Chanel polices online use of CHANEL marks


Fashion and perfume company Chanel S de RL has filed a claim in the Federal Court of Canada against a resident of Toronto who is allegedly infringing the CHANEL word mark, logo and perfume bottle design by (i) using domain names that incorporate the mark CHANEL, and (ii) displaying on her website a perfume bottle bearing a blurred CHANEL logo.

Leslie Simone Richards, a resident of Toronto, offers escort services under the aliases 'Chanel' and 'Chanelle'. She registered the domain names '' and '' on September 18 2000 and February 18 2004 respectively. Both domain names direct internet users to the same website, which Richards uses to advertise her services. The site's main page displayed for a while a woman (purportedly Richards) and a large perfume bottle sporting a blurred CHANEL logo above the word 'escort' in bold.

Chanel owns a variety of registered trademarks in Canada. One trademark covers a particular perfume bottle design, while other CHANEL marks are used in conjunction with cosmetics, toiletries, apparel and other items. The trademarks are licensed to Chanel Inc, which operates boutiques in Calgary, Montreal, Toronto and Vancouver.

On September 21 Chanel filed a statement of claim in the Federal Court of Canada alleging that Richards "offered for sale, sold, advertised, promoted, displayed or otherwise dealt in personal escort services under trademarks identical or confusingly similar to" the registered bottle design and the CHANEL mark. Chanel also alleges that Richards offered for sale '', which comprises the CHANEL trademark. Accordingly, Chanel has also requested that Richards be enjoined from using or selling the domain name, and using or owning a domain name that is likely to be confused with CHANEL trademarks. The statement of claim specifies variations on the CHANEL mark that, Chanel claims, would be likely to cause confusion. These include:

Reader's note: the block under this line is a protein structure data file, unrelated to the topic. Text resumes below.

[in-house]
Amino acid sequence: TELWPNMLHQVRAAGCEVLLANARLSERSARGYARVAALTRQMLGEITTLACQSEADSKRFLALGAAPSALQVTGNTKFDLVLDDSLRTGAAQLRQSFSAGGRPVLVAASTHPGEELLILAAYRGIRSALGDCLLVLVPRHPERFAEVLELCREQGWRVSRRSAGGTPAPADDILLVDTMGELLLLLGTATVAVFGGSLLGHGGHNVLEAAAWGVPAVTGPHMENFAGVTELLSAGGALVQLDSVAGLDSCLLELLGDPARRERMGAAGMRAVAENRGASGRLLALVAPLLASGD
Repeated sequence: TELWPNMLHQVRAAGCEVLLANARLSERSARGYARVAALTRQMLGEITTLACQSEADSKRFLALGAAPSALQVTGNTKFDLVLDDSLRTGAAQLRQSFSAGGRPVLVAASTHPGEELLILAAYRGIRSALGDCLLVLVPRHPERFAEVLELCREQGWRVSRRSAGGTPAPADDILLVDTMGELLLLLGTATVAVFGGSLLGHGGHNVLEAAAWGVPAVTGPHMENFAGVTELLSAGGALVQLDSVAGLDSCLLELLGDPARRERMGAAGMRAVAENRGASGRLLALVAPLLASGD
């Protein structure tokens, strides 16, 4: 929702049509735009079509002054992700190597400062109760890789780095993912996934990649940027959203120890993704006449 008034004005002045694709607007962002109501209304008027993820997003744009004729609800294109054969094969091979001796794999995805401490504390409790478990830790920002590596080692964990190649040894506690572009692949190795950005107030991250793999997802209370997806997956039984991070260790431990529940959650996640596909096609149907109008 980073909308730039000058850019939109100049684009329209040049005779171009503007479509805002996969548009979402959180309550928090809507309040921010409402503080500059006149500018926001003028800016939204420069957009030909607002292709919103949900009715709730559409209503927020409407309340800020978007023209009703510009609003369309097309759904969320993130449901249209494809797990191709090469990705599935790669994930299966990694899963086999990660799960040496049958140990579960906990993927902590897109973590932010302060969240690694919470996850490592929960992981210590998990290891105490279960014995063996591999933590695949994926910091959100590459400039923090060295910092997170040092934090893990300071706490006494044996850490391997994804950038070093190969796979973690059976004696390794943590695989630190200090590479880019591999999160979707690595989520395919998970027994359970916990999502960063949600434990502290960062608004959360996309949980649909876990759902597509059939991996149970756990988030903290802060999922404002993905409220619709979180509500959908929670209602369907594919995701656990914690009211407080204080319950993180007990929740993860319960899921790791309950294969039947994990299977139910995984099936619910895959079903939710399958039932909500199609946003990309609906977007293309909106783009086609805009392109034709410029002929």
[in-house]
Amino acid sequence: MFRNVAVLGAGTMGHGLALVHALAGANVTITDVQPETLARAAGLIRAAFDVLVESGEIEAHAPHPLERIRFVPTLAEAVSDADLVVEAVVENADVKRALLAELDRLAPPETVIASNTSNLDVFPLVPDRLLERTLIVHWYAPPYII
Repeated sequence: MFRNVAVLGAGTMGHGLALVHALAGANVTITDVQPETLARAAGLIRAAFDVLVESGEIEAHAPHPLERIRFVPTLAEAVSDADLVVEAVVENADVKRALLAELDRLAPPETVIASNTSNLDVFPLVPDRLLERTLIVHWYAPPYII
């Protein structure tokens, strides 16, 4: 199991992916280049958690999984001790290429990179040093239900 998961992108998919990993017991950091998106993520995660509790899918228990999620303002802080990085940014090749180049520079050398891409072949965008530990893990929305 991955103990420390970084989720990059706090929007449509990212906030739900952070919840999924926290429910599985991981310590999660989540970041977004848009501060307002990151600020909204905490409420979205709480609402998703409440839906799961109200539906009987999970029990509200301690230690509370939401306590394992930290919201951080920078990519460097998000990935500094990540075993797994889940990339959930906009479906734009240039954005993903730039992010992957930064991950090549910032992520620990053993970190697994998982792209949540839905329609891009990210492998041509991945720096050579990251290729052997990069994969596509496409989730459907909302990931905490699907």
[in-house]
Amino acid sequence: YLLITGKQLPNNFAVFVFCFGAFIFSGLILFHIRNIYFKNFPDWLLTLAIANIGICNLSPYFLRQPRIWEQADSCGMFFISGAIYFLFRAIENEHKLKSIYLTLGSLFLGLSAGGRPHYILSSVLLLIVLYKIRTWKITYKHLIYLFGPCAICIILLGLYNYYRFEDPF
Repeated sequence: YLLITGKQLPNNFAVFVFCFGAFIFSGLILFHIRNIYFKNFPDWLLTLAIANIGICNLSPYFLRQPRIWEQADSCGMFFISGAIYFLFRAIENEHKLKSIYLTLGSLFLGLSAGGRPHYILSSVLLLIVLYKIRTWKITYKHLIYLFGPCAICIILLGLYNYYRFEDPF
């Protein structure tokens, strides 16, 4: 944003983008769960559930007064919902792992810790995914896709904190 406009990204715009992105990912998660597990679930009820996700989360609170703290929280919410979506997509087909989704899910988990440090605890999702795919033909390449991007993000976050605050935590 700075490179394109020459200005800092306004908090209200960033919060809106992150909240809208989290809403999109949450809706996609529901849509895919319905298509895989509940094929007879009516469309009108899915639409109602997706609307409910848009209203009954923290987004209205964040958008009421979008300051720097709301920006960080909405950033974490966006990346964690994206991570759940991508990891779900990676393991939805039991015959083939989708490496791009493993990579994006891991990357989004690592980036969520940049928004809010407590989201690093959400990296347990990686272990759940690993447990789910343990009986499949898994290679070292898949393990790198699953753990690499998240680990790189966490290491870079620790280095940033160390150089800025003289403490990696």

• 'Channel';

  • 'Shanel';

  • 'Channelle'; and

  • 'Chanelle'.

Interestingly, while Chanel requested an order for Richards to transfer the domain name '', no such request has been made for ''.

While Richards has yet to file a defence, she has already amended her website and has (i) removed the perfume bottle, and (ii) included the disclaimer: "This site is in no manner affiliated with Chanel Inc".

If the matter proceeds to trial, the court will have to determine whether there is a likelihood of confusion. This determination would be based upon a careful consideration of the surrounding circumstances, including those factors described in Section 6(5) of Canada's Trademarks Act:

  • the inherent distinctiveness of the trademarks;

  • the length of time they have been in use;

  • the nature of the goods, services or business;

  • the nature of the trade; and

  • the degree of resemblance between the marks.

The court may also consider the case of United Artists Corp v Pink Panther Beauty Corp, in which the defendant applied to register the trademark PINK PANTHER for use with its line of beauty supplies. The plaintiff argued that the defendant's mark would be confusing with its own trademark THE PINK PANTHER, which was made famous in a series of popular films. However, the Federal Court of Appeal disagreed. Given the "gaping divergence in the nature of the wares and in the nature of the trade", likelihood of confusion was minimal. A similar analysis could have a significant impact on the outcome of the dispute between Chanel and Richards.

Gordon J Zimmerman and David Faye, Borden Ladner Gervais LLP, Toronto

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